Here is what I mean:  paperweights are normally round, clear, and brilliantly colored.  They are a delicious slice of eye candy. For me, though, I never saw the paperweight as anything with a history.  I didn’t KNOW the history of these things.  I didn’t grow up owning paperweights.  I never saw them made. I didn’t know what you were SUPPOSED to do with them, or any of the traditionalist baggage that could have served to limit me.  I simply came innocently into their grove and like a child, looked anew at what they could become.  I had nothing that told me anything about any of this was bad, or more desirable than any other.  I was a sculptor getting my M.F.A. and I was just taking glass because it was such a cool medium.  I took a beginning glass class that covered the basics, but was so intimidated by the skill and knowledge of the other glassblowers in the program, that I wound up working alone much of the time.  In some ways, it may have been my own loss from a technical stand point, but the flip side was I remained a conceptual vacuum where I didn’t always know what should or could be done.  Normally, this way of working is not one I would even suggest as being productive for my students in sculpture, but I have to admit that it served me in a way that helped me to dream in a different way, in a more unlimited way.   I learned all of my techniques pertaining to solid work entirely on my own.  As a result, I did everything opposite from the way its normally done. Instead of making my “paperweights” clear on the outside, I made them opaque. The design on the outside wasn’t even a design, but a rock-like effect.  Light did not dance across their surfaces, but instead they had a shell that obscured their interiors.  I also didn’t make my pieces round.  They were  lumpy, bumpy, and organic.  I was more interested in real geodes and how their surfaces looked.  I wanted to make the glass NOT even LOOK like glass!  Then, by cutting them open, I  revealed their interiors, which were sparkling worlds and galaxies full of brilliance and crystalline beauty. Everything about these pieces has defied what the assumed definition of a “paperweight” is to the point that I often have trouble even calling them paperweights. People seem to need to have a way to peg them, so they get this categorization.  The truth is, these pieces are hard to make.

Already, have had two artist attempt my designs, one who sought to adapt it to his own color effects and design sense while another has not taken my design very far from the tree from which it was conceived (which bothers me the most since this feels like theft to me).  One of them gave up the work because of some technical problems that I faced in the work but worked through.  It was interesting looking at his derivative work and being able to see that the issues I had worked so hard on to fix were still remaining in his version.  A given type of work can be difficult to make technically, but the user doesn’t want to know about this, they want an object that they can use, and while part of their enjoyment is the “how’d they do that?” factor, it doesn’t matter much since its all just details.  When people go to see a movie very rarely do they want to see a film about HOW the film was made;  they just want to become absorbed in the art, in the story being woven.  Regardless of the level of difficulty (or lack thereof), the bottom line is:  is it exquisite?  Is it finely crafted, thought out, does it have good design, and does it say something in a way that hasn’t been said before? If the answer is yes to all of this, then its a “go for launch.”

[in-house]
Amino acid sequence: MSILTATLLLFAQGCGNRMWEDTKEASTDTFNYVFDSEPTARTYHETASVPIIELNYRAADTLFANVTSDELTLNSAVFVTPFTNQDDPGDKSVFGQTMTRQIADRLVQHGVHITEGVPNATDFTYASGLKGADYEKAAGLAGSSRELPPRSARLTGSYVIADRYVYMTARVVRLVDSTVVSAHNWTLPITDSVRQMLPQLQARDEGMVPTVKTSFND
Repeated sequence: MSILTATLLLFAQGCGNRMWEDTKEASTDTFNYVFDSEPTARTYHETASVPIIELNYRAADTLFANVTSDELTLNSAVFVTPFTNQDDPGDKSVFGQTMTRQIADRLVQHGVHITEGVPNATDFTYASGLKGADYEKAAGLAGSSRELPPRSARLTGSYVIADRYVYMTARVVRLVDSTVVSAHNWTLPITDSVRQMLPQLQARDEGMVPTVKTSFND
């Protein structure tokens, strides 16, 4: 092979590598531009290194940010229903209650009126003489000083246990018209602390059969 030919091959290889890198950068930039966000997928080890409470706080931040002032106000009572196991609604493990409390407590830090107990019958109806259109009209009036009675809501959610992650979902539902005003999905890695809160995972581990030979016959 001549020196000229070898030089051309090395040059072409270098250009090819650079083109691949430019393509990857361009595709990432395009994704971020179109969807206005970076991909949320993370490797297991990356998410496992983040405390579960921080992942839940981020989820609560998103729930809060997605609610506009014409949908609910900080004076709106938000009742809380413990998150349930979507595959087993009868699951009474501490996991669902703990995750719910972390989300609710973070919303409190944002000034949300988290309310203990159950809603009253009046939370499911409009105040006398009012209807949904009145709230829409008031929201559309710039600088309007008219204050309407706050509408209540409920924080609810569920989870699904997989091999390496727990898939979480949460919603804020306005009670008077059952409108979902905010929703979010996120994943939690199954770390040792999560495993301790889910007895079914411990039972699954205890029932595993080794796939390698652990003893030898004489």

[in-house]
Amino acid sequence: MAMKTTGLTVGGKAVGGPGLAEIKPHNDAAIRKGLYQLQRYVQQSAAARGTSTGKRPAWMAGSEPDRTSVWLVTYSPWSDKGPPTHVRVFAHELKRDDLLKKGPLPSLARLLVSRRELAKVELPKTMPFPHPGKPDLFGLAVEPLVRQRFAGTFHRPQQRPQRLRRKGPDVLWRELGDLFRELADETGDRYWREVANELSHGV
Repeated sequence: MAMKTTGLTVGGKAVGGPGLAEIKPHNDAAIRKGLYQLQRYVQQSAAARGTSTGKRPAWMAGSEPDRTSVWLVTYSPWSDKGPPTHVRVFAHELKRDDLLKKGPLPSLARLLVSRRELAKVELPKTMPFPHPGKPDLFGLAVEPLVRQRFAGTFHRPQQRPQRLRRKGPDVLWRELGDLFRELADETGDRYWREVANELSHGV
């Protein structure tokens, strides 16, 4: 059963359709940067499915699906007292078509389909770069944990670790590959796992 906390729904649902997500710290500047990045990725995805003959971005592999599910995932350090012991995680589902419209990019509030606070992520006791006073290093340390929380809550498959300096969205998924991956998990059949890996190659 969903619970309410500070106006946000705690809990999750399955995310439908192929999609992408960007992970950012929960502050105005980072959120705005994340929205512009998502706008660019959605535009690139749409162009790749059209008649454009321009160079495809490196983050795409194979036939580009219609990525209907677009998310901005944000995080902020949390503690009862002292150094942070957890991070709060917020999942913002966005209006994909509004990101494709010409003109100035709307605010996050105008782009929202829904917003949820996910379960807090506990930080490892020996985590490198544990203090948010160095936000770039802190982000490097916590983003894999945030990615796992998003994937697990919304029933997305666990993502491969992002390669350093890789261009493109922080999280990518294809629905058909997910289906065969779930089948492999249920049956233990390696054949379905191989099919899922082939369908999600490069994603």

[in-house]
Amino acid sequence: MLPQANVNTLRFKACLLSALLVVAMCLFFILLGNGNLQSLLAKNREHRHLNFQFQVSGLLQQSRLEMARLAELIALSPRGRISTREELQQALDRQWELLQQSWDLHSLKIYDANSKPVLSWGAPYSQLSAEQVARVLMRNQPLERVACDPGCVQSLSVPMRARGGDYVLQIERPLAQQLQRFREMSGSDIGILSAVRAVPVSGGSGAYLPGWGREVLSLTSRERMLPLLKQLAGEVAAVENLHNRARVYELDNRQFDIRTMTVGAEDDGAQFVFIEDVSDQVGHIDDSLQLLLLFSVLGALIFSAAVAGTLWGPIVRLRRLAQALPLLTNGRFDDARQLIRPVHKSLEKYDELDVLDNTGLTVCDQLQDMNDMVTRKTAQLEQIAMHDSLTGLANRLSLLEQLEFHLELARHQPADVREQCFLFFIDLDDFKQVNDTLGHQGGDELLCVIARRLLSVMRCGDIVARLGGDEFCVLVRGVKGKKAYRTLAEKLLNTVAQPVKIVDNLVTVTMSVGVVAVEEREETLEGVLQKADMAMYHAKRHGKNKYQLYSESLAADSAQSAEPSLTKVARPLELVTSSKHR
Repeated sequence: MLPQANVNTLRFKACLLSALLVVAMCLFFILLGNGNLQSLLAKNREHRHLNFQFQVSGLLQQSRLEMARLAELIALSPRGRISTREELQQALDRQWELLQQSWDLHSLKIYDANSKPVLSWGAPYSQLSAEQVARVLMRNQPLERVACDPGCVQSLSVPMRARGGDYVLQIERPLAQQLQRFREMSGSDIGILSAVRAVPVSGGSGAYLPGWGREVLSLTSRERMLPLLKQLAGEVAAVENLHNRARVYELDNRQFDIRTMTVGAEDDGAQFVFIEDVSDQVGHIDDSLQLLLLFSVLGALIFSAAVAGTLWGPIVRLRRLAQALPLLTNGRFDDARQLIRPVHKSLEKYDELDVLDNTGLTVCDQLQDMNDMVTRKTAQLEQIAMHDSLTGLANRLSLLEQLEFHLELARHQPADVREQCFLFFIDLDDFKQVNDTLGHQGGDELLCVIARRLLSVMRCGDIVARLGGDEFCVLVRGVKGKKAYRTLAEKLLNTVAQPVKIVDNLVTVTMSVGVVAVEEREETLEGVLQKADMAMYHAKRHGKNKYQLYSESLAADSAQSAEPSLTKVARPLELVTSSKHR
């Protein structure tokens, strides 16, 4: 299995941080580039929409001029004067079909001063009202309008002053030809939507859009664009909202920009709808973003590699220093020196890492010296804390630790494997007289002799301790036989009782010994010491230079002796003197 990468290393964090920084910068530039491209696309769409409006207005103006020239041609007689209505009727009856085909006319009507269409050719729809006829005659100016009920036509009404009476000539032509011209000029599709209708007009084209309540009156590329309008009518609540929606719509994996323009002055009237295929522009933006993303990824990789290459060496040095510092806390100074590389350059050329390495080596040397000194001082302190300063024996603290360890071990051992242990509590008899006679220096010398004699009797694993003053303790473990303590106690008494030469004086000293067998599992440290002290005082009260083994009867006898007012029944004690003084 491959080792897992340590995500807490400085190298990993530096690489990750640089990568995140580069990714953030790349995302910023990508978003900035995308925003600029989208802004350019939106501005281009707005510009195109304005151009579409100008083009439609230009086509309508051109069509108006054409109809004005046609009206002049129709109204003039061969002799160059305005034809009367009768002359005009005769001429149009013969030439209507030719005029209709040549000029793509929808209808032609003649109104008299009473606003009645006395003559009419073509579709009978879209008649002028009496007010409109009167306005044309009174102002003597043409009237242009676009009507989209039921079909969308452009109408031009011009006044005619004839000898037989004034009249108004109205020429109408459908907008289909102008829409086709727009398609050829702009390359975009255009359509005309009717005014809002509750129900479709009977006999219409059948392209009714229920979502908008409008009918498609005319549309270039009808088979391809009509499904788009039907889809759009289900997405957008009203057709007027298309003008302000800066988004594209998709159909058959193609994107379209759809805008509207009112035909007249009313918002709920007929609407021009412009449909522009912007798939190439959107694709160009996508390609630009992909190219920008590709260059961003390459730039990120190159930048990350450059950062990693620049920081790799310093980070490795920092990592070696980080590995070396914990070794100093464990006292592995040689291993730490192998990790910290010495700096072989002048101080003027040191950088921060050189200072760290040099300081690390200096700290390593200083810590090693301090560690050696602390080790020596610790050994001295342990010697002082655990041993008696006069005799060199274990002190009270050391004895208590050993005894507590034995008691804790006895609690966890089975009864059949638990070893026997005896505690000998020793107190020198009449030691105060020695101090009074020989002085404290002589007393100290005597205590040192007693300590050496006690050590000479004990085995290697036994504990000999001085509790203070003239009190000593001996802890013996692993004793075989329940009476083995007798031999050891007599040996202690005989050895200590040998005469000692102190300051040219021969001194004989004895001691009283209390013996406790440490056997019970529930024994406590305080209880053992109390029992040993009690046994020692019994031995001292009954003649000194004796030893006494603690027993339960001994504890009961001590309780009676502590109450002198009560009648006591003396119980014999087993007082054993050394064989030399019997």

In my teaching, I try to get this across to my students.  We talk about what art is, and while its a sticky wicket sometimes, part of what art is about is its ability to take an old conversation and turn it into a new one. Most great artists took what was assumed and turned it inside out.  Duchamp took ordinary objects and said they were art, underscoring how important INTENT was in art making, while at the same time also using everyday mundane objects  in an entirely new way. Sometimes it can also mean starting an entirely new conversation based on new concepts, new forms, and new ideas. Ultimately its about transforming the mundane into the profound, and this is no mean task.  It means thinking different, and it also means not allowing the mundane to trip you up, or to believe that there isn’t some new way to go about making something so that it breathes new life into the artform.  Its about not letting our biases rule the day because just beneath the bias runs the strongest and most powerful current we know; creativity.  It also means stopping before you begin your eye roll when you hear of something you think you already know everything about!  When we can learn to think different, we can also create different. When you can make different, you can come up with new forms, new product, new stories, new ways of seeing and feeling.  This is one of the powerful sides of the human spirit, and that is a great thing to embrace!

So much about design and art is taking established guidelines or forms and creating something new out of it.  Being able to break out of those old molds, modes, and ways of thinking is the essence of innovation, and that means design, too!  To that end, this is in large part what this blog is about; innovation.  As I write, I now have several new lines of work waiting for me to continue to tune and tinker with.  The concept is well fleshed out, but the form needs to follow the function, and the function is the concept.  How well do these two align?  How do I pull on the idea of utility and art to create something new?  What taboos can I break, or old notions can I leave by the wayside in the search for the next big thing?  This is where the rubber meets the roads, my friends, and this is the very meat of what interests me most about what I do. In the posts that follow I will be discussing the processes and ways that have led me to knew work.  The studio is a place of flux.  I am not a factory, although the studio sure looks like one.  It could be one, or it could be an entirely new model based upon a very old one, that of the individual studio artist and artisan creating new work just as they have for millenia.  I might even manage to comment on the state of design in our world, perhaps in small bite sized chunks!

Goodnight Sweet Readers…